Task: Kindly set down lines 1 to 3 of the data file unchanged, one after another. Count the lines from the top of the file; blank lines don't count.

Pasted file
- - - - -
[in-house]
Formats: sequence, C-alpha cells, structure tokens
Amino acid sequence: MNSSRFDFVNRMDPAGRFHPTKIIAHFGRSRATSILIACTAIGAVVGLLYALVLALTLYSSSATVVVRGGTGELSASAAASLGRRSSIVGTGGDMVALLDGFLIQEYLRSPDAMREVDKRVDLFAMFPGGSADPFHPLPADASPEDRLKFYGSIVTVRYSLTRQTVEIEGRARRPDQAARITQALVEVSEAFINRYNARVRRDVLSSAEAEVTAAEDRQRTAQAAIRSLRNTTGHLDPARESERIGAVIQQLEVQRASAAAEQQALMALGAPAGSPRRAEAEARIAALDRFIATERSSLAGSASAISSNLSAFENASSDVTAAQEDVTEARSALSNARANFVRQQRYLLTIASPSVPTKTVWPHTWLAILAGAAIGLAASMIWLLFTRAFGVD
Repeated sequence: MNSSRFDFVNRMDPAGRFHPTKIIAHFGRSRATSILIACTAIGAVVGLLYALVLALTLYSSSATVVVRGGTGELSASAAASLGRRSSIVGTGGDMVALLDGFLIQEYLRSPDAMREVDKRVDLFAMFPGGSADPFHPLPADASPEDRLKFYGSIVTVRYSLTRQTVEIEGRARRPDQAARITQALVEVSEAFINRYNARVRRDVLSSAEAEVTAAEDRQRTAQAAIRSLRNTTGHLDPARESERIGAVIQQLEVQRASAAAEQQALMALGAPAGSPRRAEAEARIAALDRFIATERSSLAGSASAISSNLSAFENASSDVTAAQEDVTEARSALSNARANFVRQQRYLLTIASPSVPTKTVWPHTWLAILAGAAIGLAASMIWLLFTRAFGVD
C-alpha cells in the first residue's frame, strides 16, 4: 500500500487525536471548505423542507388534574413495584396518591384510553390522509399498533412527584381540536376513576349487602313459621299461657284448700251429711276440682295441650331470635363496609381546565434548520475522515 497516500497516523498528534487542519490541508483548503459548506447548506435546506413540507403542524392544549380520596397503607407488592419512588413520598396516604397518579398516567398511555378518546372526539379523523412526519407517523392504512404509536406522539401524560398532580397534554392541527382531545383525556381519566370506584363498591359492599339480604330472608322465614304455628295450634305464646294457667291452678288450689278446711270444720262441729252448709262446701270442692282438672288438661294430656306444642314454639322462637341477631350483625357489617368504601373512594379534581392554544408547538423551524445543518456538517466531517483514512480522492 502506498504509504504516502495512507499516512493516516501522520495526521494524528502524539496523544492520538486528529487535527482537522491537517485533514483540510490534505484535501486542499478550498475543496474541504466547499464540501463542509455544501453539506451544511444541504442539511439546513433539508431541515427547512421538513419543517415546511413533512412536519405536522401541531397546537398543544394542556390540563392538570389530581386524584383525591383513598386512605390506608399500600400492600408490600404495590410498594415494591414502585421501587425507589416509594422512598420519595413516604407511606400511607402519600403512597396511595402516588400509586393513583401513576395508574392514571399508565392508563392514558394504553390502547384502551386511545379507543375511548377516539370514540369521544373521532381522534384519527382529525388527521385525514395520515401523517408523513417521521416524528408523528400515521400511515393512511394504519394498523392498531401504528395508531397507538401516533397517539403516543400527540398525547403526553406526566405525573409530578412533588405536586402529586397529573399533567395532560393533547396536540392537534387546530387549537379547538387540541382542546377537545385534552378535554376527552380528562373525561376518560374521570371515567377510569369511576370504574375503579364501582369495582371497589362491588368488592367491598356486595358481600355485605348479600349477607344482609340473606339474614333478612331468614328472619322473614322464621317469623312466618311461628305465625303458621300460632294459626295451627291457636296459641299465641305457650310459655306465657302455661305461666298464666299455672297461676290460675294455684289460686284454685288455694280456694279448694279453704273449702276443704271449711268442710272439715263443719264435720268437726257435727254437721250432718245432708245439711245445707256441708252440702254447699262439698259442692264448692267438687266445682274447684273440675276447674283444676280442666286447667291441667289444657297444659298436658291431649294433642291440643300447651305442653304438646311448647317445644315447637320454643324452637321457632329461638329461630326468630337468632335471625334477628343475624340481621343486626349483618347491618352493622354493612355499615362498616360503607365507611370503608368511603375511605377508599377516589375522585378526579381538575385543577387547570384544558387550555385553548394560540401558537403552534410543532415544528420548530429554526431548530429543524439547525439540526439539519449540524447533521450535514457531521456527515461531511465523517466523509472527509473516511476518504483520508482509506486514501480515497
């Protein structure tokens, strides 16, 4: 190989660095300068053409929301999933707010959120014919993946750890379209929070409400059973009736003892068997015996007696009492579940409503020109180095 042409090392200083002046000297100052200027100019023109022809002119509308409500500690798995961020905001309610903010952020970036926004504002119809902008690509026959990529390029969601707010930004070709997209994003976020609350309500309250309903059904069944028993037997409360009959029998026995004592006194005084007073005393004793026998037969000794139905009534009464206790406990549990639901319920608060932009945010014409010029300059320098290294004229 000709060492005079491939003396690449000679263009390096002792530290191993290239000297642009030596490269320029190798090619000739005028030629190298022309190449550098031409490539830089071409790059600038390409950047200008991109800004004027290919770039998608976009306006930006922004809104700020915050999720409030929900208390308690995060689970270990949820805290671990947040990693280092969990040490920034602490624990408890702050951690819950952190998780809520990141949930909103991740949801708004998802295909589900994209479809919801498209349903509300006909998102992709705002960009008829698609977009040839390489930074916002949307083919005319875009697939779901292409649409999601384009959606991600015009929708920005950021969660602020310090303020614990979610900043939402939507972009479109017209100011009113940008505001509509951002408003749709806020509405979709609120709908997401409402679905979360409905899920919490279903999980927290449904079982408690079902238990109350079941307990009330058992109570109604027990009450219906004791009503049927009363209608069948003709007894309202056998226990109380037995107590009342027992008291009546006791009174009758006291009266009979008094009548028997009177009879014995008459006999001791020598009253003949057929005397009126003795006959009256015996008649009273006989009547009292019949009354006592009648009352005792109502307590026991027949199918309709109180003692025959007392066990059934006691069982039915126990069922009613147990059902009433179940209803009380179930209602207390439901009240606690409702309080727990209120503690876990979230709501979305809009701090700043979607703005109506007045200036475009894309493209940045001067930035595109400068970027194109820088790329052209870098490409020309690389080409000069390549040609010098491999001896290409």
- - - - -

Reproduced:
[in-house]
Formats: sequence, C-alpha cells, structure tokens
Amino acid sequence: MNSSRFDFVNRMDPAGRFHPTKIIAHFGRSRATSILIACTAIGAVVGLLYALVLALTLYSSSATVVVRGGTGELSASAAASLGRRSSIVGTGGDMVALLDGFLIQEYLRSPDAMREVDKRVDLFAMFPGGSADPFHPLPADASPEDRLKFYGSIVTVRYSLTRQTVEIEGRARRPDQAARITQALVEVSEAFINRYNARVRRDVLSSAEAEVTAAEDRQRTAQAAIRSLRNTTGHLDPARESERIGAVIQQLEVQRASAAAEQQALMALGAPAGSPRRAEAEARIAALDRFIATERSSLAGSASAISSNLSAFENASSDVTAAQEDVTEARSALSNARANFVRQQRYLLTIASPSVPTKTVWPHTWLAILAGAAIGLAASMIWLLFTRAFGVD